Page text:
The Socorro Independent School District kicked off the 2018-2019 school year with the addition of the Aztec Architecture Academy at El Dorado High School, in East El Paso.
The addition of the new program allowed incoming students interested in majoring in a career in Architecture to get a better feel of what is expected after graduation.
PHOTO COURTESY EL DORADO HS
Socorro ISD's Aztec Architecture Academy at El Dorado High School, in East El Paso provides students
with the proper materials and instruction to better prepare them for the college environment.
Luisa Valenzuela who is piloting the program has been teaching Civil Engineering and Architecture at El Dorado for the last 4 years and is excited to lead the program in hopes of getting students prepared for the college curriculum.
“We’re trying to promote architecture and show the students a college environment by getting the students used to due dates, and being comfortable presenting,” Valenzuela said.
Changes began by doubling the size of the original classroom, students will now be able to work in a bigger space allowing them to essentially work in a college environment.
New equipment such as plotters will be added to the classroom as well as new updates for the computers to optimize project rendering and allow high quality performance.
Although the Academy welcomes all, not everyone is accepted. Incoming freshmen had to fill out an application and had to meet several requirements before being chosen.
“They have to apply and we have to see their grades not just anyone can come in, Valenzuela said. “I’ve had students that came and said I applied for it, but they didn’t get approved.”
The Aztec Architecture Academy currently has 35 students and hopes to double that next year.
PHOTO COURTESY EL DORADO HS
EPCC and El Dorado High School continue to work closely through this
new program, having participating in tours and small workshops over the summer.
After selected, students must meet standards such as keeping an 85 or above in all their classes, and must remain in good standing in order to continue in the program.
Students must also attend weekly meetings and compete in several competitions each year. “They have to be students whose priority is the program,” Valenzuela said.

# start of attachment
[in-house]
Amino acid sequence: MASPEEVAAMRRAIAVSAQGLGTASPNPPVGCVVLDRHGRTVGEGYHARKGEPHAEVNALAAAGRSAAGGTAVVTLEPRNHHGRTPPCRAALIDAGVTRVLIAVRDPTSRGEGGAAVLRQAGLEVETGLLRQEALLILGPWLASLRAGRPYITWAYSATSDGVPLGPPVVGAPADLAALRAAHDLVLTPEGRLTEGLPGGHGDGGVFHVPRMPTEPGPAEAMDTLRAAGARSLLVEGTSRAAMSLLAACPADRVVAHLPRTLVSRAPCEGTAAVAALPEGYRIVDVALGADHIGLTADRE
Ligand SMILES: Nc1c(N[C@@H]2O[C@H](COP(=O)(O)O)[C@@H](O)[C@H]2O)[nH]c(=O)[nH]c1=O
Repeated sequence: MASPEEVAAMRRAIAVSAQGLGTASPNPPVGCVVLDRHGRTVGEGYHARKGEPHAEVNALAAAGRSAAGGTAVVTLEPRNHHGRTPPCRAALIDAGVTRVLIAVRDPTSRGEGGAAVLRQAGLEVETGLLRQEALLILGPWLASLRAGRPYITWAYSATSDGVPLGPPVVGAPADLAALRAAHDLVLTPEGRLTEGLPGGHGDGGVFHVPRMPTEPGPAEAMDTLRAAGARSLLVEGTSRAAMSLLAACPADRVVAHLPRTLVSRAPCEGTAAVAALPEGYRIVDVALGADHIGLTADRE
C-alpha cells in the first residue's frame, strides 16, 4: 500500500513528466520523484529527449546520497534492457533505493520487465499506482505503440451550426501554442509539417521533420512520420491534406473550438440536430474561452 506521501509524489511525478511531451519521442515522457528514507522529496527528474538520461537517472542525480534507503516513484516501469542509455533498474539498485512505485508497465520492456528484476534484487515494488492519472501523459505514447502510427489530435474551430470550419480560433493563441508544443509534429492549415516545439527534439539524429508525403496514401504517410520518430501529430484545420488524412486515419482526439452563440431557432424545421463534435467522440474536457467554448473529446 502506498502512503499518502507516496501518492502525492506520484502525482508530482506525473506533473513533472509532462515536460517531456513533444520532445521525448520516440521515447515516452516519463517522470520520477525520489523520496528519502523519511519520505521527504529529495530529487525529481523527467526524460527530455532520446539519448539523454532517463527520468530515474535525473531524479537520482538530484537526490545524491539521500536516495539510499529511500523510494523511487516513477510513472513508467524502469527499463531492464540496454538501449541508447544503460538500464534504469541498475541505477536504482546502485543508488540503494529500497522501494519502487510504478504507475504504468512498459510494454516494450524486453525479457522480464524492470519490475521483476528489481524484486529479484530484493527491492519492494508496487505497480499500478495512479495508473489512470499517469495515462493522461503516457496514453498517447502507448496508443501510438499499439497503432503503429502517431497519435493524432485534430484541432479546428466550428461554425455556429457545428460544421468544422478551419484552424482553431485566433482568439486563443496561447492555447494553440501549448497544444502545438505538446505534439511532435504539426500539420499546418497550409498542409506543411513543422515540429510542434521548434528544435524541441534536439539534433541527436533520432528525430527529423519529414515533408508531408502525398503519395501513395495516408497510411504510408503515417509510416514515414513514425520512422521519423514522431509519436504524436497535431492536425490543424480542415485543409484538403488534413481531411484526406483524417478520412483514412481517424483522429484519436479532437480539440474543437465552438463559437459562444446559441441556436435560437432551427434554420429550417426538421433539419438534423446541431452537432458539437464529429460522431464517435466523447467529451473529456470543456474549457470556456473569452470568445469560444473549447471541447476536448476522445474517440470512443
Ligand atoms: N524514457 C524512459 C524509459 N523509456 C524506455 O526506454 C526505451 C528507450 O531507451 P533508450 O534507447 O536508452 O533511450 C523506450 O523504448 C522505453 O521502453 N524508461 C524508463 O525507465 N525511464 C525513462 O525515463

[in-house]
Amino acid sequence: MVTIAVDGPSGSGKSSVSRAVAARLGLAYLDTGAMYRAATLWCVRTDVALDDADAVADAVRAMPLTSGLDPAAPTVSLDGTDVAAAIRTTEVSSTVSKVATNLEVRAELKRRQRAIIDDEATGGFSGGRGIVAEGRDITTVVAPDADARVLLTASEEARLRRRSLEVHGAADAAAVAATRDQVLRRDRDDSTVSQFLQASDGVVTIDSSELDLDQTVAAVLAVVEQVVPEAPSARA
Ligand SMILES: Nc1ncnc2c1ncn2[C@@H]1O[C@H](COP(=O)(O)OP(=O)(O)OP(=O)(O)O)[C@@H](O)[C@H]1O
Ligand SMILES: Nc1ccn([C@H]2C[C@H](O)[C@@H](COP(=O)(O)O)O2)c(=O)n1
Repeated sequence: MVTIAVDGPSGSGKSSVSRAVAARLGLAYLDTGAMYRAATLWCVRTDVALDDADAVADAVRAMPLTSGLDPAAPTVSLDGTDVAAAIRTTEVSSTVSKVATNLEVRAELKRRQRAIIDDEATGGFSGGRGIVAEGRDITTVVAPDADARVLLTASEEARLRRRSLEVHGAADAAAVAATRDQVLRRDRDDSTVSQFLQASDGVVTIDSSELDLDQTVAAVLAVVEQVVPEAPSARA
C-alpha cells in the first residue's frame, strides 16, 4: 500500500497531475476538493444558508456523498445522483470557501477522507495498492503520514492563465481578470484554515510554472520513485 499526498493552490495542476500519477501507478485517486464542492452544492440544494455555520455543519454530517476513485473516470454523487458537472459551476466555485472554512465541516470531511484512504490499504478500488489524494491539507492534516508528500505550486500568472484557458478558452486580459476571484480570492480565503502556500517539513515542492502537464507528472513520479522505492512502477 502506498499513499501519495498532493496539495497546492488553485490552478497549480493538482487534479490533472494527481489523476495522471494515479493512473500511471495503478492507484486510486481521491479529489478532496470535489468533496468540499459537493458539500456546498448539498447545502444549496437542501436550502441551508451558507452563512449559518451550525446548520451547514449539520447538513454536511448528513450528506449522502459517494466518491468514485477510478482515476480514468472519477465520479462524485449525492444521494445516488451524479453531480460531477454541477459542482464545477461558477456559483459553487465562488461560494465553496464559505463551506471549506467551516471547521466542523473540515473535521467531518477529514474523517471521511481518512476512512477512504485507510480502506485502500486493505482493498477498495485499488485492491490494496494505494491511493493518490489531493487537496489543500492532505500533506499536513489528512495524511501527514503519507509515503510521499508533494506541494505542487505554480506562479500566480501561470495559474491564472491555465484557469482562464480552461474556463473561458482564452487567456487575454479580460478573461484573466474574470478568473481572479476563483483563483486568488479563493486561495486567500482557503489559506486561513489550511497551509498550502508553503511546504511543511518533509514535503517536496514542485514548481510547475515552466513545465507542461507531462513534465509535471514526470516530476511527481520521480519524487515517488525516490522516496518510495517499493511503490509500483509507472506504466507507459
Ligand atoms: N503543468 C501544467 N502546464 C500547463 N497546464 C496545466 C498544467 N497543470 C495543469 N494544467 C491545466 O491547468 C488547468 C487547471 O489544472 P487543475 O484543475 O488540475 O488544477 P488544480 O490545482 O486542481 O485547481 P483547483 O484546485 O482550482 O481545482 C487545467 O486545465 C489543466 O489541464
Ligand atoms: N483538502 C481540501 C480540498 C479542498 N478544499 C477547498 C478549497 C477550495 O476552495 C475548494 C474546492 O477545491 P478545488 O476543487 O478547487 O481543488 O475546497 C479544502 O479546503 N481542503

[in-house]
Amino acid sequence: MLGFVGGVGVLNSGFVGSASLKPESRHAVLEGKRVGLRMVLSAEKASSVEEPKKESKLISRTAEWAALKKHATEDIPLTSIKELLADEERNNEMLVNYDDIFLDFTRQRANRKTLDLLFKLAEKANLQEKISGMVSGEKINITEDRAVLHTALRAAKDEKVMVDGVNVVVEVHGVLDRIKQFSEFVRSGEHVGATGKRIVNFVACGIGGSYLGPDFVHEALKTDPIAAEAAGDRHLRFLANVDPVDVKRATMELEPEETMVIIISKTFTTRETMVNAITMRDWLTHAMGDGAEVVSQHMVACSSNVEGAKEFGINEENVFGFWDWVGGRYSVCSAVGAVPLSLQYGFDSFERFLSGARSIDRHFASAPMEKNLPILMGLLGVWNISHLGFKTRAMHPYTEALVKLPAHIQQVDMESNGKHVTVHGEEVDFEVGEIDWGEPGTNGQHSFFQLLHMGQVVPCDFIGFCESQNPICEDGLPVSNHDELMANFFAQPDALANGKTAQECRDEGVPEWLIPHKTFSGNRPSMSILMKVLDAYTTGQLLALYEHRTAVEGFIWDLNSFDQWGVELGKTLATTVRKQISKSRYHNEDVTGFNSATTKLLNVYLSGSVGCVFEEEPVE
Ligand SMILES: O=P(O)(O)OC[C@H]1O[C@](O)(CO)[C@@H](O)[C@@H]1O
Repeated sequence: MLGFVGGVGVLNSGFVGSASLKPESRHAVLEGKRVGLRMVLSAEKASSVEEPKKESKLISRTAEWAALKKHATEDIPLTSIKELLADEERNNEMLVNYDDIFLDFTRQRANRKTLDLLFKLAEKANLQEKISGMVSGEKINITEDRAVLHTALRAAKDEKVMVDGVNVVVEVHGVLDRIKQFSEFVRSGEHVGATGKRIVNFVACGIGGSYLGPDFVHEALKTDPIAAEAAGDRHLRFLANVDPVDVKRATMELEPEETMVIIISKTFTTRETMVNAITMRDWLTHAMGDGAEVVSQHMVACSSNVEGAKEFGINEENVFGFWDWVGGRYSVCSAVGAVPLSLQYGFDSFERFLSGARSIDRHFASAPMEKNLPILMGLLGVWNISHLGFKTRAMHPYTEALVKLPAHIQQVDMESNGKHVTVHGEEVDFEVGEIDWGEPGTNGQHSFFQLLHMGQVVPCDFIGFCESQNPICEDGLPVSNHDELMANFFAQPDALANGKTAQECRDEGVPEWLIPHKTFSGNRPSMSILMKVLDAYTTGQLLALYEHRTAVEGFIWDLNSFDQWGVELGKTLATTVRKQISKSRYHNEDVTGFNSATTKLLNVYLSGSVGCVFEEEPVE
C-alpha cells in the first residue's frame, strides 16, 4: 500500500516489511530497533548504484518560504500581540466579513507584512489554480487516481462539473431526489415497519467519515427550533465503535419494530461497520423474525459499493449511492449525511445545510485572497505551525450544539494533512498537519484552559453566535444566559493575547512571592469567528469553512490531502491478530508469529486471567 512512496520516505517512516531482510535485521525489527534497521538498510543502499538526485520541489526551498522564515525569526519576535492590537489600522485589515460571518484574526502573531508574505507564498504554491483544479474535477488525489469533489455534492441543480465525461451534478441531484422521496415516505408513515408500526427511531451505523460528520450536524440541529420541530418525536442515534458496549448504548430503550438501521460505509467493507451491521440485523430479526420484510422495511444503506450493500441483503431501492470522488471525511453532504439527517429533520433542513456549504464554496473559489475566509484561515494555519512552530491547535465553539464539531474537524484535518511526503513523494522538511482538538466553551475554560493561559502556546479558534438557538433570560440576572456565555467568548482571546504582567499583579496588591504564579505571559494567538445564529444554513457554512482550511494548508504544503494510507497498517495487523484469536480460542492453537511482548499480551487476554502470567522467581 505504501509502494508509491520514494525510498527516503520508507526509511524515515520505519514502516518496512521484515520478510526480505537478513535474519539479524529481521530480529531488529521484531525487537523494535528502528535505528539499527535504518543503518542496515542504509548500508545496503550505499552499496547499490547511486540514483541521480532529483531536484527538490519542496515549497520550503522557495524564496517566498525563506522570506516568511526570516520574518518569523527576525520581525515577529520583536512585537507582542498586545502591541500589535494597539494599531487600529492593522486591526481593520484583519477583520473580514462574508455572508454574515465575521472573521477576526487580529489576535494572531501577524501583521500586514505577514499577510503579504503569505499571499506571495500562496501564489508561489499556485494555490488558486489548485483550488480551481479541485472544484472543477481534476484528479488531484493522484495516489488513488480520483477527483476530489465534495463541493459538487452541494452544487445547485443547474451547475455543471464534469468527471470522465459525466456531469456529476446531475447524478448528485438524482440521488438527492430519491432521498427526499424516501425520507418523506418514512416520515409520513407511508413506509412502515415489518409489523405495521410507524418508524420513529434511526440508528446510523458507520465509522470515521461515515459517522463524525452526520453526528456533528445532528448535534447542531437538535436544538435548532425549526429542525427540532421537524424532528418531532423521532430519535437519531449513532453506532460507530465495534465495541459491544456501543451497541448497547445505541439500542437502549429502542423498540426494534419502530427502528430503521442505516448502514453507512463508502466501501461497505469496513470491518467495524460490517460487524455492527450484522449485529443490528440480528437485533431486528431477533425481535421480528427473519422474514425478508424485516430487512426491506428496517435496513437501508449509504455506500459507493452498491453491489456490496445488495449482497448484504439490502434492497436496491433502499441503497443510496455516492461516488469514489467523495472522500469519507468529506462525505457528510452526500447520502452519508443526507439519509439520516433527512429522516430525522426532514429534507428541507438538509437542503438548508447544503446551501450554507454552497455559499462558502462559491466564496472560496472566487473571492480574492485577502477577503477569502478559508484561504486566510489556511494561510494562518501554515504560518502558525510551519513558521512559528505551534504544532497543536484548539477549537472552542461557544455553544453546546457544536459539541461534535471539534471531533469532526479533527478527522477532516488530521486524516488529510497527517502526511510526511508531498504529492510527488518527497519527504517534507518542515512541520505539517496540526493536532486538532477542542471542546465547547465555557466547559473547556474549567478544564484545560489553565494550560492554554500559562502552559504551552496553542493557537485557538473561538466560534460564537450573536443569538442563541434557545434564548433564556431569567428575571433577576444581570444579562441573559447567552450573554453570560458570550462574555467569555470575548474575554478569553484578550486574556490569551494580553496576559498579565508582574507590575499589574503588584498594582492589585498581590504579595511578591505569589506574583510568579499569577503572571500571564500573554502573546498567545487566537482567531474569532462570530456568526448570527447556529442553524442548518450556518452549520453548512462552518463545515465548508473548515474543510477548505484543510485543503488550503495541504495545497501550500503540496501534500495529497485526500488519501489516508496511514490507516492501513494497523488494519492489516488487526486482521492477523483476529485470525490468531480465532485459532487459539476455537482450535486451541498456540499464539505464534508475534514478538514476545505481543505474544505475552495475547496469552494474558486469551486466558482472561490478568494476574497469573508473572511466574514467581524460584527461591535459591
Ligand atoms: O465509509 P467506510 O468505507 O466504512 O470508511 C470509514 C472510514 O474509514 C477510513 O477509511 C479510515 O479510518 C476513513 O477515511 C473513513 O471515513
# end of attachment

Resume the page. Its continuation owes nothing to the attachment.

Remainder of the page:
During the summer the accepted students were able to tour the new EPCC Architecture Building, and got to see final presentations from the spring studio classes.
Academy students were also given a presentation on concept and what is to be expected in their first years as Architecture students.
Having most of her experience in local residential and commercial structures, Valenzuela had been focusing on meeting budget and construction requirements with her classes.
However her vision has shifted over the last year and Valenzuela made a decision teaching direction as the foundation for the Academy began to take shape.
After starting her Masters at Boston College of Architecture, and her contact with EPCC Architecture Coordinator, Alejandro Mireles, Valenzuela has become more mindful of what the mindset is like in an architecture class.
“Every teacher teaches different according to their experience”. Valenzuela said.
Former El Dorado Architecture graduates believe the program will benefit the students by giving them a head start as an incoming architecture student in any architecture program.
“If [the new program] benefits the students the way it benefited us..., any student that has graduated from a stem program high school, you can see the difference in the quality that we make.” Irvin Hernandez current second year architecture student at EPCC said.
Valenzuela and professors at El Paso Community College hope to continue to grow a connection between the two schools.
They plan to allow the students in the Aztec Architecture Academy to get involved in events hosted by EPCC to give insight to the architecture community the college has to offer.